Care homes to receive €120 per vaccinated worker

A care home traffic sign.
A care home traffic sign. Source: Olev Kenk/ERR

The government on Thursday decided to begin providing financial support for care homes where the employee vaccination coverage exceeds 90 percent. The support scheme sees €120 paid for each vaccinated worker.

"The more care home workers are vaccinated, the safer it is for the residents of the care homes, who are all part of a risk group. It is critical to limit their infections because they may come with serious consequences," said Prime Minister Kaja Kallas (Reform).

The applications are open from December 1 to January 15 and €120 will be paid for each vaccinated employee of a care home.

A total of €824,000 has been allocated for the care home support scheme. "This money will come from the resources that were left over in the supplemental budget," Kallas noted.

Care homes have option of directing the support to salaries

Minister of Social Security Signe Riisalo (Reform) introduced a plan to the government on Thursday, which involved paying a bonus to care homes where the majority of employees are planning to get vaccinated with a booster dose. The support would max out at €150 per employee.

At the beginning of the year, when vaccinations were available for care home employees, the number of outbreaks started decreasing. Riisalo said it is key that the employees and clients of care homes get their third vaccine doses as soon as possible.

She said: "For that, we have worked out a plan in cooperation with officials in order to offer financial support to general and special care facilities, which takes into account the success of the vaccination."

In distributing the money, it is important to consider the number of employees who have been vaccinated, as these people also generally move outside facilities, unlike care home residents.

"The subsidy is currently estimated to be €150 per employee," the minister said.

Riisalo added the subsidy would be paid to a juridical person, not the employee who is willing to get vaccinated. "We definitely don't want to pay people to get them vaccinated," she said. "But we value the contribution and the effort."

She noted that the facilities have the possibility to direct the support to salaries. "But the facility will receive the subsidy retroactively," she said. "So it's not possible to go to somebody with an envelope of money. The shot must be done and then it's possible to pay bonus."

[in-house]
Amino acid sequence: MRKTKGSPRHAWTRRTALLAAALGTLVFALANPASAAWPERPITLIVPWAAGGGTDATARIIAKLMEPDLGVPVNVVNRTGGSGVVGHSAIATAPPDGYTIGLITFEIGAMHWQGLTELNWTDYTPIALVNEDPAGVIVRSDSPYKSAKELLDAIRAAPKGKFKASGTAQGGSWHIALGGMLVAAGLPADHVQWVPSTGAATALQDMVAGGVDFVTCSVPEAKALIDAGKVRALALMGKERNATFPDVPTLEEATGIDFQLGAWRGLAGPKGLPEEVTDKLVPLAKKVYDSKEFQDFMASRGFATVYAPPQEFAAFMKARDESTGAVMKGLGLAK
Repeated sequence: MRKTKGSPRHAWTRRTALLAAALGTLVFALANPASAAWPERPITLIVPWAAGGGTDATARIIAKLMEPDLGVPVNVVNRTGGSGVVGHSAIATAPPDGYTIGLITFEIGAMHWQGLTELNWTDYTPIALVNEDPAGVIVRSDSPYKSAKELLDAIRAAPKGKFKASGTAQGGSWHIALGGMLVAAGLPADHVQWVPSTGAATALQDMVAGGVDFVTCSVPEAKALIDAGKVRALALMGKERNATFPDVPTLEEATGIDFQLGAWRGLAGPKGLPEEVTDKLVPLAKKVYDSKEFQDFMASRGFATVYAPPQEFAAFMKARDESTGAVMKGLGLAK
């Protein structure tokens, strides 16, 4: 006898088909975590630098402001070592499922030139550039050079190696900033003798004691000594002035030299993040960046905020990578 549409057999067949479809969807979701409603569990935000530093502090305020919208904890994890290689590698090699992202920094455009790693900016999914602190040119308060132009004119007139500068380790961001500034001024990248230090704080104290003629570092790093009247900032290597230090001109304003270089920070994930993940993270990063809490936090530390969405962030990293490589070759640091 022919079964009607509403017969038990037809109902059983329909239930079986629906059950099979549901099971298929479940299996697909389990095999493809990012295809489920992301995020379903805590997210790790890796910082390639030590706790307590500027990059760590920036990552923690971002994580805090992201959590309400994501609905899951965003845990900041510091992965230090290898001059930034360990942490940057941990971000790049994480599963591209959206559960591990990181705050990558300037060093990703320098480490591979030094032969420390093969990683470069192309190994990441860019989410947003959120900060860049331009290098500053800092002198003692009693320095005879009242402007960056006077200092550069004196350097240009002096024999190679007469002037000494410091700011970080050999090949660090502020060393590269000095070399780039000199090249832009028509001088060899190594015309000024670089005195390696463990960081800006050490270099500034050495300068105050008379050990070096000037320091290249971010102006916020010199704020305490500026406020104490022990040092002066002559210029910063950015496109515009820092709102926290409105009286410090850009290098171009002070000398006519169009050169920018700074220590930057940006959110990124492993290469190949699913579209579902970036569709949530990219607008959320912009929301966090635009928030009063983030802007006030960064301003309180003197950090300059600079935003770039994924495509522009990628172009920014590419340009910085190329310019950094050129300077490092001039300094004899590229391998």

The mechanism of distributing the money will be simple. Riisalo is waiting for an agreement with the government on what percentage of third doses the facilities will need.

Currently, vaccinating with one or two doses has been finished by 82 percent of care homes employees. At the same time, there are care homes where only half of the employees are vaccinated.

Riisalo stressed that the subsidy will be paid based on the third booster shot. "As we can see from the statistics that last week we had 16 outbreaks in general health care institutions, this week the figure is 19. it is important for the third dose to reach people."

Kiik on wider bonus idea: Vaccines are free

Deputy-chancellor at the Ministry of Social Affairs Heidi Alasepp said that more important than the third dose is the overall vaccination percent. Alasepp added that different bonus ideas have been proposed to politicians.

"With our colleagues, we have put these kinds of proposals on the minister's table. I hope they will be approved," Alasepp said, without specifying the content of these proposals.

Minister of Health and Labor Tanel Kiik (Center) said that certain sectors should be supported, whether these are health care facilities or education facilities. Kiik said, however, that there has been no talk regarding paying bonuses for vaccinating.

In Lithuania, such a proposal was made. To pay €100 to the elderly aged 75+ who are willing to be vaccinated. The condition is that the person hasn't been vaccinated before September 1.

Estonian government doesn't support such a solution, Kiik said. "At the government level, we've had the approach that as we have offered the possibility to get vaccinated for free, close to home, then we haven't started to add any bonuses."


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Editor: Roberta Vaino, Kristjan Kallaste

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